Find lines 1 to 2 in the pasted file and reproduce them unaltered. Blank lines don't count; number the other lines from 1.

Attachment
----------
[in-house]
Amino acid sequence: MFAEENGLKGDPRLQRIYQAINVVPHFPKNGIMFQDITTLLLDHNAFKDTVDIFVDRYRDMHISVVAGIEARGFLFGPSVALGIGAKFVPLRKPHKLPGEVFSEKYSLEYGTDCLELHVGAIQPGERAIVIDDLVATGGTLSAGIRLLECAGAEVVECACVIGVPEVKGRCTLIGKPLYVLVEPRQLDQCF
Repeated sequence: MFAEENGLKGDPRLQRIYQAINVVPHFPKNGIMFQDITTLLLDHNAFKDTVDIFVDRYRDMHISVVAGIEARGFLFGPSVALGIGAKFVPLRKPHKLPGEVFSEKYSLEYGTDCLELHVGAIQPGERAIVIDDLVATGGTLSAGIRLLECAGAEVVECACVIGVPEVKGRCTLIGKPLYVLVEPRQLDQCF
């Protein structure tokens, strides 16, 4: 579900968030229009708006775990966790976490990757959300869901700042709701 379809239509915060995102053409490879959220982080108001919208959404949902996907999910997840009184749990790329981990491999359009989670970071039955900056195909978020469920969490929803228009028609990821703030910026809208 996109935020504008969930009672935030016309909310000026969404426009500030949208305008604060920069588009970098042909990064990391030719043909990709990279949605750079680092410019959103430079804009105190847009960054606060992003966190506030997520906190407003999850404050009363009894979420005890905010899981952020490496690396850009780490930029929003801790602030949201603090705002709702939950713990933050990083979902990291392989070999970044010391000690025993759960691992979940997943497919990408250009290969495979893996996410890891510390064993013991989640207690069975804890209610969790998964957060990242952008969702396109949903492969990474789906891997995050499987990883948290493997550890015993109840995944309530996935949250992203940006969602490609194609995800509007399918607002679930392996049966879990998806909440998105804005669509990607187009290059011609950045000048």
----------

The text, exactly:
[in-house]
Amino acid sequence: MFAEENGLKGDPRLQRIYQAINVVPHFPKNGIMFQDITTLLLDHNAFKDTVDIFVDRYRDMHISVVAGIEARGFLFGPSVALGIGAKFVPLRKPHKLPGEVFSEKYSLEYGTDCLELHVGAIQPGERAIVIDDLVATGGTLSAGIRLLECAGAEVVECACVIGVPEVKGRCTLIGKPLYVLVEPRQLDQCF